Prof Prakriti Tayalia and her team from the Powai institute have developed the bi-layered bandage with anti-bacterial, anti-oxidant and anti-inflammatory properties. “To our knowledge, there are no such wound dressings available that are polymer-based, dual-layered, topical in application with multifunctional properties, namely, anti-bacterial, anti-inflammatory, anti-oxidant, leading to better wound-healing properties. We have filed for a patent,” said Tayalia.
The science of wound-healing is advancing continually with the use of bioactive agents, nanoparticles, anti-oxidant agents, growth factors, polymers and more. “This patch will undoubtedly be beneficial to people suffering from both chronic and acute wounds and we want to commercialise this product,” added Tayalia.
The research and development was published in the journal Nanomedicine: Nanotechnology, Biology, and Medicine, with the lead author being Mamatha Pillai, a postdoctoral fellow in the lab. The researchers have validated the wound-healing properties of the dermal patches with multiple lab tests. When tested on rat models, they showed improved healing in comparison to other commercially available dressings. Next, the researchers plan to test it on diabetic and other chronic wounds.
Currently, more than 3,000 different dressings are available, each for specific wound types. While most dressings are antibiotic or anti-septic, the anti-oxidant and anti-inflammatory properties in their bandage are significant. For, when a body is wounded, it goes into a frenzy of molecular operations to heal itself. An abundance of fighter blood cells, clotting factors, and other mediators arrive at the wound site in phases to “help”, the researchers explained. In chronic wounds, the frenzied efforts of the body to heal itself can end up being more harmful than beneficial.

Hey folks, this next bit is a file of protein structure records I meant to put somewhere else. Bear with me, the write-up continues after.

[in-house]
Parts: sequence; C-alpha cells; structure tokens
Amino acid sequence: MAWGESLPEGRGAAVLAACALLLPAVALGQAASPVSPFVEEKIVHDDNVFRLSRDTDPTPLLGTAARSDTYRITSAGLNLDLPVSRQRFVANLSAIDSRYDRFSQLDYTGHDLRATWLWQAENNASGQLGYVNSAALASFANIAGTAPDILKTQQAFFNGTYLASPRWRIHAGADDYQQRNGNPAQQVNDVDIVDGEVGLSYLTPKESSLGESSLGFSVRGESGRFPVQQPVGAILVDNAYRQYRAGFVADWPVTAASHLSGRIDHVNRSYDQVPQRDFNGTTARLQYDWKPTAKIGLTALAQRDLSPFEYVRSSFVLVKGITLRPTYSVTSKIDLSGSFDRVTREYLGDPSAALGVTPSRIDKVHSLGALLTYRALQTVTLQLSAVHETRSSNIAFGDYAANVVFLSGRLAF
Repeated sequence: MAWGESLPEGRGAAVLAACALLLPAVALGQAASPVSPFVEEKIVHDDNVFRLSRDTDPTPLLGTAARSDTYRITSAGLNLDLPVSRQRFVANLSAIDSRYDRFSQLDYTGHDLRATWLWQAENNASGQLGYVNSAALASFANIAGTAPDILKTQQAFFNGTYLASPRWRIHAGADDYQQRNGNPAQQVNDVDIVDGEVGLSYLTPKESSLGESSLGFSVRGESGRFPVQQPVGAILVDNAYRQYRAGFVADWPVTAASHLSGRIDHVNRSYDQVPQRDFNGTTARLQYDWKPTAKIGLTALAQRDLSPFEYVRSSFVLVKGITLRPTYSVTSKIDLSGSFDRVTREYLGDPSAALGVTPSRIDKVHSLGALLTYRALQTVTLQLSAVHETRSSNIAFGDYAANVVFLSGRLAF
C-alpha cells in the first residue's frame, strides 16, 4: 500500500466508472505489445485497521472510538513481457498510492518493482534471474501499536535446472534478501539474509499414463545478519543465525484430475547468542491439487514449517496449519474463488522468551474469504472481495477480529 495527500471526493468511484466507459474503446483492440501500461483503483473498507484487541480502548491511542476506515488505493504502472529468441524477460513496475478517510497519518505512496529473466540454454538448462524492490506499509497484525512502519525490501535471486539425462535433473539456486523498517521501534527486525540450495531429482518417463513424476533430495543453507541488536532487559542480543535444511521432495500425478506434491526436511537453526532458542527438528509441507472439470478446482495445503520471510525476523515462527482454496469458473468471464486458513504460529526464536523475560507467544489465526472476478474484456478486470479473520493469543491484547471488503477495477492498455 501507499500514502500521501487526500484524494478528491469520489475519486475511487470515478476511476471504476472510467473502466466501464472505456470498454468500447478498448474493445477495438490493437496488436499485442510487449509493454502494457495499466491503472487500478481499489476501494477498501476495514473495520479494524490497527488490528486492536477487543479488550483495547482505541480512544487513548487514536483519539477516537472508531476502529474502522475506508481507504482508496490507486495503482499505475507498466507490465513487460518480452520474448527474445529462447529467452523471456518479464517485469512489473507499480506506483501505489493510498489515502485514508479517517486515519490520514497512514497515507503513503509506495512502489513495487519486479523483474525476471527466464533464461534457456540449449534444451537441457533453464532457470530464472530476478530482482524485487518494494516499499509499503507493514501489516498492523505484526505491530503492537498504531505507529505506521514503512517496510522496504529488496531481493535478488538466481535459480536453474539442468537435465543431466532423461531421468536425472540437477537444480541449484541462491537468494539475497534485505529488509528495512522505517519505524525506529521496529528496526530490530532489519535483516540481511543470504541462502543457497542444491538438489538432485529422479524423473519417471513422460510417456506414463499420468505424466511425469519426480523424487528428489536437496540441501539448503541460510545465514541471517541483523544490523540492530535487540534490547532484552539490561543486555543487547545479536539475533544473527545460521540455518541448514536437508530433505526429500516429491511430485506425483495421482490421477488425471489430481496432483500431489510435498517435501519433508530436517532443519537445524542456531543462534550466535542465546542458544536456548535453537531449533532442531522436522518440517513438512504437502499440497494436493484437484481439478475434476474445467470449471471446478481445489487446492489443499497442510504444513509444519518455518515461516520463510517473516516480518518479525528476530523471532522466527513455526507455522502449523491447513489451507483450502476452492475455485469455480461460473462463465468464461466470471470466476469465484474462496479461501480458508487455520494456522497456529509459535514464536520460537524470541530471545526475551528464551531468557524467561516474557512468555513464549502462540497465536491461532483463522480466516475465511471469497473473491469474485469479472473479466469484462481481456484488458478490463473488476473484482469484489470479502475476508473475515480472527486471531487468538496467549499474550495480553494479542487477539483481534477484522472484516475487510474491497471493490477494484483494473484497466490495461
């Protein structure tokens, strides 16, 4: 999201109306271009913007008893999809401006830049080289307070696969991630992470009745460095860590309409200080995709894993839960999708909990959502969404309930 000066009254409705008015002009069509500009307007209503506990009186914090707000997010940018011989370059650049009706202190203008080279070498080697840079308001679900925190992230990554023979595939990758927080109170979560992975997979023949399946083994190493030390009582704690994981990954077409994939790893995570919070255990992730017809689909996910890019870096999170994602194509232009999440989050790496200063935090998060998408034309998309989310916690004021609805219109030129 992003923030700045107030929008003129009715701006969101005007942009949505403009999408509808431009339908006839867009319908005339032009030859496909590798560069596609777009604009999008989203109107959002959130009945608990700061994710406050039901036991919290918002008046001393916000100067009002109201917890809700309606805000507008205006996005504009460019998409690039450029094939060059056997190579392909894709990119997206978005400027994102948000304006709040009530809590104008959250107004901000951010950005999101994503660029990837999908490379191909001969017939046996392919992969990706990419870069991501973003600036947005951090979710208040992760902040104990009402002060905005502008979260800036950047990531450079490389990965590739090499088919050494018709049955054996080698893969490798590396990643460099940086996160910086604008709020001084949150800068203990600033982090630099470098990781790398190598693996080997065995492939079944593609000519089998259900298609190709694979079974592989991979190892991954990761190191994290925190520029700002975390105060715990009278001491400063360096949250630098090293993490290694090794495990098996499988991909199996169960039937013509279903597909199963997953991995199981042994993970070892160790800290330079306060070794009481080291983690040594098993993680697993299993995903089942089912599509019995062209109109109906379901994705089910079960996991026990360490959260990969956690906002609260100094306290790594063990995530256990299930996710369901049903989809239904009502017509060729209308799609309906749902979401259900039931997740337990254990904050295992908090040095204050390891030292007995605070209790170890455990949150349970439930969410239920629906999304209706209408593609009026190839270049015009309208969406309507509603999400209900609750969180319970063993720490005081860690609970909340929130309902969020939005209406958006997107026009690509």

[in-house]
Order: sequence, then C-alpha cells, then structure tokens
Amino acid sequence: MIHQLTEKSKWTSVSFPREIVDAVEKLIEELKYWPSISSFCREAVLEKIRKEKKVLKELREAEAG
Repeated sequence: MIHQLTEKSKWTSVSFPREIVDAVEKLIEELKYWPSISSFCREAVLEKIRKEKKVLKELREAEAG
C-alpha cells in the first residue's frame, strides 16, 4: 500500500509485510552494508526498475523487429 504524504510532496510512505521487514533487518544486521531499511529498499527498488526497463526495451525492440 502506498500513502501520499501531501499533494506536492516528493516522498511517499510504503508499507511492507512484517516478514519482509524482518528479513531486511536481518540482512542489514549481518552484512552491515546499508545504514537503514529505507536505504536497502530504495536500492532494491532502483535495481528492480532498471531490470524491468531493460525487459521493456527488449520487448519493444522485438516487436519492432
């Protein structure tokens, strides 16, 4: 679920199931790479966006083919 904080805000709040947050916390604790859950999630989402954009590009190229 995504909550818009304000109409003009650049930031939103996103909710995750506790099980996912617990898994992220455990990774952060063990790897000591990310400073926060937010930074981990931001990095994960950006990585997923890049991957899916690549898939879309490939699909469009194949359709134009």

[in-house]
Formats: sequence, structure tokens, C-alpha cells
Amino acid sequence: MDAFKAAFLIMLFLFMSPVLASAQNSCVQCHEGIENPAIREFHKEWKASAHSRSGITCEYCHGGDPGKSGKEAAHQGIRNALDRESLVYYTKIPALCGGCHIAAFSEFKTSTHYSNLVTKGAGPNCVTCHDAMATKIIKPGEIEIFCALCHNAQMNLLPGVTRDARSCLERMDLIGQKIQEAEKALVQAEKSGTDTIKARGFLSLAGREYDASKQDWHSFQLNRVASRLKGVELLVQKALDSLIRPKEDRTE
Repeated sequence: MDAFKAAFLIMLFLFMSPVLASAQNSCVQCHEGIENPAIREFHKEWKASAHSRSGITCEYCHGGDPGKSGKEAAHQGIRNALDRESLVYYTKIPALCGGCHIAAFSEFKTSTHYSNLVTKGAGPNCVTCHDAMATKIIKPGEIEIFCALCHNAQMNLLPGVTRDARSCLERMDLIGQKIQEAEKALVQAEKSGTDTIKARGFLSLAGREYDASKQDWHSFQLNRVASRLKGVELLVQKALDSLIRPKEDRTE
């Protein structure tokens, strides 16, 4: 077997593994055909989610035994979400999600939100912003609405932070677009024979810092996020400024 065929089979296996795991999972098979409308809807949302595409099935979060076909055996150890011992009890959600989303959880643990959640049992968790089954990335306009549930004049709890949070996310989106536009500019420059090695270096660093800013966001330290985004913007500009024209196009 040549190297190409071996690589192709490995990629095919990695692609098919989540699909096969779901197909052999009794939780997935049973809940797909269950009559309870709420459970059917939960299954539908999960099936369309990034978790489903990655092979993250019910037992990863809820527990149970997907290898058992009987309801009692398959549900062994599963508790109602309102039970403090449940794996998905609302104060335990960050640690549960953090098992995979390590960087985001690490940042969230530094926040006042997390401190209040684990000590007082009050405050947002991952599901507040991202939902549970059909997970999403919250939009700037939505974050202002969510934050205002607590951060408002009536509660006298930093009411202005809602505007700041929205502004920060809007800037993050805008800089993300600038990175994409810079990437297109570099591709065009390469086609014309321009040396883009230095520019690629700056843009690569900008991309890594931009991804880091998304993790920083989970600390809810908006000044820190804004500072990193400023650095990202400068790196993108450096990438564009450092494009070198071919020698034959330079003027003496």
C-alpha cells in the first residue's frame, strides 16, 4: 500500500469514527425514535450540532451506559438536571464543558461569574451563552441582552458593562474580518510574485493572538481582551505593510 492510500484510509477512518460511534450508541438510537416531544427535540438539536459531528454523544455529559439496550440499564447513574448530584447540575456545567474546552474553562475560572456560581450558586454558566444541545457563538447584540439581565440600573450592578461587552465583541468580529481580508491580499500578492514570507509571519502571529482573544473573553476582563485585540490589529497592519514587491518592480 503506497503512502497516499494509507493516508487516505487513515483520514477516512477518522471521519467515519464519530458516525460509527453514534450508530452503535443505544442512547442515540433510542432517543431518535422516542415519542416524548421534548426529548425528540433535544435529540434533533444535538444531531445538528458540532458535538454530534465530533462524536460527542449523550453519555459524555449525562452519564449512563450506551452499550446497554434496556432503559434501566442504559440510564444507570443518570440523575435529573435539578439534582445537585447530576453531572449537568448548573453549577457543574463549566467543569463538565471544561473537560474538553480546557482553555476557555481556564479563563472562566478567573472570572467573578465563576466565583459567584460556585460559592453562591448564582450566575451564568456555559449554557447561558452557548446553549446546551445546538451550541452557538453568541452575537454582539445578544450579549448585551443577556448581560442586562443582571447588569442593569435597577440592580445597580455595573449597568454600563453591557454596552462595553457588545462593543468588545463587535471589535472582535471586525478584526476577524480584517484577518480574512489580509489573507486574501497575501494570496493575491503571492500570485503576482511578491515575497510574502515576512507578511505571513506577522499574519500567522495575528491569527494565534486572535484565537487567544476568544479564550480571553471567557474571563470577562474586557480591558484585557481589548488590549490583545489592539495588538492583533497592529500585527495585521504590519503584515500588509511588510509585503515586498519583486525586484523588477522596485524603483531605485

Chronic wounds do not easily surpass the inflammatory stage of healing, when the molecular operations focus on removing damaged cells and bacteria from the wound site. This leads chronic wounds to accumulate inflammatory molecules and free radicals that prevent them from entering the next stage of reconstruction. In such scenarios, especially with severe wounds, dressings equipped with anti-oxidant and anti-inflammatory properties while remaining non-toxic would be a benefit.
An ideal dressing must also allow absorption of excess wound discharge while at the same time maintaining a moist milieu for the cells to heal, they explained.